March 27, 2017


Grandma’s Obituary

In her hands, Mary held the last picture of her grandmother. She had thought her grandmother had been merely a kindly old woman, who loved to hand out sweets to her visitors and play merry old tunes to soothe her soul. She had thought her grandmother had been beloved by all for her happy warmth and her warm laughter. She had thought her grandmother had been a housewife by trade, with no skills other than those required by such a position. She had thought her grandmother had been a faithfully religious woman, always attending church on Sunday and reading her Bible, like a good Christian woman should.

But everything she had thought was wrong.

The woman in the picture, the woman she called grandmother, had a very long and storied past, peppered with adventure and seasoned with danger. Her long list of skills covered much more than simply cooking, sewing, and cleaning, though those and many variations of them made her more talented than most people imaginable. She had raised kids and kept house and worked many a dangerous job on top of it. She had made money–and lots of it–doing these dangerous jobs, and she did it solely for the sake of adventure, for her grandmother had more than a small streak of adventure in her. Her streak had become so large over the years that it had taken over her life.

She had died like any other old woman, though. Asleep in bed. Peaceful. Not like she would have wanted. She would have wanted to go while skydiving. Or maybe while on a hike in the middle of the jungle. Maybe she would have preferred to die while in a car chase with a drug cartel or while hiding prisoners of war. It didn’t matter what the particulars were, she would have wanted to go down the way she had lived most of her life: in adventure.

She had even been born in adventure. Her mother, Mary’s great grandmother, was the wife of a missionary on the African plains. Almost nine months pregnant when they had arrived on the continent, she gave birth in the middle of seemingly nowhere, before they had even arrived at their final destination. The child was born in the middle of a dangerous land, so it only seemed appropriate that she would have grown up wanting, craving, so much more than the simple life of a housewife.

Mary couldn’t believe the words she heard coming from her mother’s lips, her voice dancing with laughter as she retold the stories of her husband’s mother’s adventures. “She once was hired to do a hit,” she began, wiping away tears, half of sorrow, half of extreme laughter, “and, not being hard on money, she decided to take the job anyway because she wanted to know what it was like to be a hitman. But when she arrived at the spot of the job, she realized that her target was a young kid. No more than fifteen or sixteen. Dirty. Probably homeless. So rather than killing the kid like she had been hired to do, she practically kidnapped him, took him home, uprooted her entire family, and moved to a completely different country–a different continent even–just so that she could keep the kid safe. That kid is your Uncle Jeffrey.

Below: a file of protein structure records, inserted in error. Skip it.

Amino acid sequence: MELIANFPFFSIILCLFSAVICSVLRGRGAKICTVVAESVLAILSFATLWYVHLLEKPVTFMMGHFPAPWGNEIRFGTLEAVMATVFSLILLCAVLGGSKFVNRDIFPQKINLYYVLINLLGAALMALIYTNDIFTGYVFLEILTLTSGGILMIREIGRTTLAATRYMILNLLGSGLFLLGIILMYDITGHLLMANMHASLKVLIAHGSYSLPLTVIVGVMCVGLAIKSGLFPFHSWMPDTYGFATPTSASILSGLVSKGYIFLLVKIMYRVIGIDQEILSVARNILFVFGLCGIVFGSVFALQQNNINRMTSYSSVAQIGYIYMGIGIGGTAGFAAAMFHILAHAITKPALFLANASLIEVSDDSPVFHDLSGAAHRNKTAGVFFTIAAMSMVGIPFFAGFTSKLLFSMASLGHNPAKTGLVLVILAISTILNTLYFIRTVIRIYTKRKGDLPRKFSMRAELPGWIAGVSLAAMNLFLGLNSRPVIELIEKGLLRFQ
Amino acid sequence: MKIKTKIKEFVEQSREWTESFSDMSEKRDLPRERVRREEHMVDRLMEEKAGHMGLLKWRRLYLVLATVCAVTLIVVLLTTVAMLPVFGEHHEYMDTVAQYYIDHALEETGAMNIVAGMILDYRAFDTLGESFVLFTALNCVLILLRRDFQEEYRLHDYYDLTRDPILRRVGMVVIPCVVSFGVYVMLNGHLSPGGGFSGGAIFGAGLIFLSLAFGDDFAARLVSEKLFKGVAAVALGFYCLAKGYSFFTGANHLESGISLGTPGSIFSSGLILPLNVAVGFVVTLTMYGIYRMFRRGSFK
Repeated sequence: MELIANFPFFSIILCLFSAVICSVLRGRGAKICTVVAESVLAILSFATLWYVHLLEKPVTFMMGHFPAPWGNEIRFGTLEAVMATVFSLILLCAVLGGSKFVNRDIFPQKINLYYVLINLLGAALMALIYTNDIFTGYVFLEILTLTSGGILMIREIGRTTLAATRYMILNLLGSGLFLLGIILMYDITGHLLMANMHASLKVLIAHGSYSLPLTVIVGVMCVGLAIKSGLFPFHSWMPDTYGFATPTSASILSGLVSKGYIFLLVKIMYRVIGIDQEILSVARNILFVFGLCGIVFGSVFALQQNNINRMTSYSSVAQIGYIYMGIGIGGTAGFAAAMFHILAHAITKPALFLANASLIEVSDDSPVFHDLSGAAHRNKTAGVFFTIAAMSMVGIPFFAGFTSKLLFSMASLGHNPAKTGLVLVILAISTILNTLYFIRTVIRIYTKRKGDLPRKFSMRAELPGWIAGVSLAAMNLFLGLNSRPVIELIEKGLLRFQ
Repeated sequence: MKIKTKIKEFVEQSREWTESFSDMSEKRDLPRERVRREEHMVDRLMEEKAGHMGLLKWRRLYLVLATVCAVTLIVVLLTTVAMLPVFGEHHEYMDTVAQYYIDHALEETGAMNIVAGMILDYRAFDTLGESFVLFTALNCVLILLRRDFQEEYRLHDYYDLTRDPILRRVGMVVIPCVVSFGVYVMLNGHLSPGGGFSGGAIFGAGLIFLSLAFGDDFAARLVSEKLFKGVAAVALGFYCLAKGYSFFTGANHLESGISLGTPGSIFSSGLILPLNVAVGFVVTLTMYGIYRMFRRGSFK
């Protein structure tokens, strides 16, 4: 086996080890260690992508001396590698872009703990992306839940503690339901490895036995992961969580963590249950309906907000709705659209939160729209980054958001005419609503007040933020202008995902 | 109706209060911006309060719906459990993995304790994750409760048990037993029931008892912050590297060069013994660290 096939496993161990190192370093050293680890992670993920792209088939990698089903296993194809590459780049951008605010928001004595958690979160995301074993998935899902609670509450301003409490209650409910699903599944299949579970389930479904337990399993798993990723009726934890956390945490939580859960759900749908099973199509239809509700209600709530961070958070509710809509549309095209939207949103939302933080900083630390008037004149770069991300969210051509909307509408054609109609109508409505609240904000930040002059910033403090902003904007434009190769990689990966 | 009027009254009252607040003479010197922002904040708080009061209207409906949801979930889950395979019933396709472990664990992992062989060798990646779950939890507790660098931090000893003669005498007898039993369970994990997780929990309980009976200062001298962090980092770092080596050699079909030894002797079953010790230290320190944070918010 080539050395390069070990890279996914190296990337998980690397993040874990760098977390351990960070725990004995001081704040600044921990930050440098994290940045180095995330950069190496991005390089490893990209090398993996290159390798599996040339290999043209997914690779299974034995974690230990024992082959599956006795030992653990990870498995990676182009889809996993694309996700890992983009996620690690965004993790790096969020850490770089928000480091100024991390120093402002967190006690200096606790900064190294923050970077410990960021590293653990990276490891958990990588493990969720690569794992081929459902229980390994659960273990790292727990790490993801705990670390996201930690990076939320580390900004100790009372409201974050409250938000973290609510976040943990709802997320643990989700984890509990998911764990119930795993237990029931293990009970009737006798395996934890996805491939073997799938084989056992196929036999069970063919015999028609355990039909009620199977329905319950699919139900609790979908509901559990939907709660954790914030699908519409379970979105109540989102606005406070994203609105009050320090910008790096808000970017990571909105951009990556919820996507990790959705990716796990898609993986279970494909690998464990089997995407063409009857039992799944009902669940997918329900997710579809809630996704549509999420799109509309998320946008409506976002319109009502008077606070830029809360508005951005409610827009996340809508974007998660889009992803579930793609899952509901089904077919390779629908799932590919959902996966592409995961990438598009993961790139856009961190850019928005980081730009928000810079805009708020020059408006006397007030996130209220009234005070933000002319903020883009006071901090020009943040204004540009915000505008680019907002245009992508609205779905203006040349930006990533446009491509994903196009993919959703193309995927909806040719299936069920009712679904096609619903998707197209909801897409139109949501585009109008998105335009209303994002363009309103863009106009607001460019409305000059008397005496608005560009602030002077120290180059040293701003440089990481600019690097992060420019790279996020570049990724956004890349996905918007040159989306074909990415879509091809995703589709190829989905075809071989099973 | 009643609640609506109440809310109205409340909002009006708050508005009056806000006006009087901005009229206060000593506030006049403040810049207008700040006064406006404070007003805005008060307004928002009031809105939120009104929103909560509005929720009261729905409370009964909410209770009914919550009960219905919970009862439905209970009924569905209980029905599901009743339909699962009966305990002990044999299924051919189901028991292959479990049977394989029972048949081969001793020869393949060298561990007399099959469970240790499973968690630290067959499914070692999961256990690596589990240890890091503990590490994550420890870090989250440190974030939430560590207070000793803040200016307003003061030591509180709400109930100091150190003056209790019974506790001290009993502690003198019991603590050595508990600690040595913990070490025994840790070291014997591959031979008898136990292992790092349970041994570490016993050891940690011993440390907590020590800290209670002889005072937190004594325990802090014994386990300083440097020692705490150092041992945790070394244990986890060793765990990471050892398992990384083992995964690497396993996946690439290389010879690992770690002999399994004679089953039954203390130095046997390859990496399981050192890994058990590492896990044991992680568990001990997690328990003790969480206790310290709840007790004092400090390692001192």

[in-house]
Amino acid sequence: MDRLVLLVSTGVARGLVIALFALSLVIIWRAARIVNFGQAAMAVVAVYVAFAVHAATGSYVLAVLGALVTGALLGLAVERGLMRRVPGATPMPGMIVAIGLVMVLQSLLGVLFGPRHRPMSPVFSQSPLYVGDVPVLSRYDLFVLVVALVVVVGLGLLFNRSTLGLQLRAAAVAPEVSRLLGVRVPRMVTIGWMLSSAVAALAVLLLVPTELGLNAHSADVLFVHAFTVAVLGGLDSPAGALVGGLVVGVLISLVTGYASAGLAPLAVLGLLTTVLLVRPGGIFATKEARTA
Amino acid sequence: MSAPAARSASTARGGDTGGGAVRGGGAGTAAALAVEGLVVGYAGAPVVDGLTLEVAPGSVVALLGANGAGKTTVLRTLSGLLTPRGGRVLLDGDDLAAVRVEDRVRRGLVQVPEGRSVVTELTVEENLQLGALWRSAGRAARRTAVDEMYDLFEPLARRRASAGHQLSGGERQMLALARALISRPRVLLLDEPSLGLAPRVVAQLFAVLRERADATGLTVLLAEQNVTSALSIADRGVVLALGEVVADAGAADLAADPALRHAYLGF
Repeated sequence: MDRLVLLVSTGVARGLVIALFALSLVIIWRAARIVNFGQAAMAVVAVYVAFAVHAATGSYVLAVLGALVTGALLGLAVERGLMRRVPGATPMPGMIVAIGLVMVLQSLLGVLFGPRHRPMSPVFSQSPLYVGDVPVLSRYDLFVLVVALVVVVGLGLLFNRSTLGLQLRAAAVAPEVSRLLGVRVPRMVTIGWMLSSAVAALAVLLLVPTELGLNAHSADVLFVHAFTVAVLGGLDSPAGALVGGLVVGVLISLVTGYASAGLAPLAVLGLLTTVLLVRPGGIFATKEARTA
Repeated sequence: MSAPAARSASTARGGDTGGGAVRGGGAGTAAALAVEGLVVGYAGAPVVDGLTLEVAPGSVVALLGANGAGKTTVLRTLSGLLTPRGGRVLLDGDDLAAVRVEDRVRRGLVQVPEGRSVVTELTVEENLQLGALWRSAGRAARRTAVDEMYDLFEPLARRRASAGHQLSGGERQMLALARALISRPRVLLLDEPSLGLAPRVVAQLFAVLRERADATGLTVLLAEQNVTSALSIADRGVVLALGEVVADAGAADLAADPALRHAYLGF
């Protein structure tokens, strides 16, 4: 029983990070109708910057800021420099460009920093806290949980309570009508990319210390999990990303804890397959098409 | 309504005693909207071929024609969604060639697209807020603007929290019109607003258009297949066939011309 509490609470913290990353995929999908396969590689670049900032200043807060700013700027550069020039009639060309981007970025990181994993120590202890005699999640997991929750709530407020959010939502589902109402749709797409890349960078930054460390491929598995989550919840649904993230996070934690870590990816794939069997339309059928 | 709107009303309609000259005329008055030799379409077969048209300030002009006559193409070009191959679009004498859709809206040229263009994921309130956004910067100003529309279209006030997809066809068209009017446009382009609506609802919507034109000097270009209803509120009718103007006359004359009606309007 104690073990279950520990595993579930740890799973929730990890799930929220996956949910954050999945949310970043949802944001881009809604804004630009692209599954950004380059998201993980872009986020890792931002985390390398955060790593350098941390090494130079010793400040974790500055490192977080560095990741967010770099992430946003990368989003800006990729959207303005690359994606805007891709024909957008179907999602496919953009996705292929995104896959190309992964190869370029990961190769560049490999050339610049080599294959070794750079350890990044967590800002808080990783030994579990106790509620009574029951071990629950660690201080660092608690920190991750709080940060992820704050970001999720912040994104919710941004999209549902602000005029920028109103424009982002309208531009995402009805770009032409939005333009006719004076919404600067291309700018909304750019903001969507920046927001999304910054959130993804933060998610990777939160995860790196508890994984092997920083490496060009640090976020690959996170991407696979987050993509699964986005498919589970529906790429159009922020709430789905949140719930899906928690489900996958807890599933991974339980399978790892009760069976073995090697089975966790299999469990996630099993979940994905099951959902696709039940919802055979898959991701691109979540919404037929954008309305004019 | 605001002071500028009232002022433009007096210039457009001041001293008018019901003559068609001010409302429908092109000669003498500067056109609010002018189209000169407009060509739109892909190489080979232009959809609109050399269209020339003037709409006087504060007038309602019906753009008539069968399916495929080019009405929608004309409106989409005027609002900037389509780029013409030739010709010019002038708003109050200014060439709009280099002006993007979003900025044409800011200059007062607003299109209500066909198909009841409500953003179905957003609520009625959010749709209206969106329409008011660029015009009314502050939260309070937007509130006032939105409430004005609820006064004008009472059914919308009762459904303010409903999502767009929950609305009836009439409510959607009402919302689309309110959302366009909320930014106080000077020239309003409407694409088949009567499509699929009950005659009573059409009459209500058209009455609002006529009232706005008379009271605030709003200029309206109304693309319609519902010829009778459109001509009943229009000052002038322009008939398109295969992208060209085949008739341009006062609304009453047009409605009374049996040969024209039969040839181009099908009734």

“And then there was the time that she gave birth to your father.” Mary watched in awe as her mother broke down crying. She couldn’t tell if her mother were crying or laughing, but she knew she was dying of one or the other. “Her older children were playing at the park when she was approached by this real shady man. He asked her to sell him drugs, and so she pulled them out of her purse, demanding a high price, and when he wouldn’t give it to her, she thought she was done for, but just then she went into labor. Her water broke and the man gave her everything she had wanted and more.”

Mary’s mother’s laughter died off, leaving her in tears. “And when your father brought me home… Well, I was just the kind of kid she would have taken in and raised as her own if I hadn’t been in my mid-twenties at the time. Rough looking and dirty, practically living on the streets, with parents who didn’t care about me or my well-being in the least. She decided right then and there that no matter how the relationship between me and her son ended, she would adopt me into her family unofficially, so I always had a home to go back to.”

“I bet you really miss her,” Mary said, her voice quiet.

Her mother nodded. “Yeah, I do.” She took the photo from Mary’s hands, running her fingertips over the picture, her nails the same bright red her mother-in-law had always worn in abundance: her clothes, her hat, her nails, her lipstick. She tossed the picture in the fire and watched as it burned to ash with all the rest of the photos.

“I miss them both.”


Prompt: See picture.


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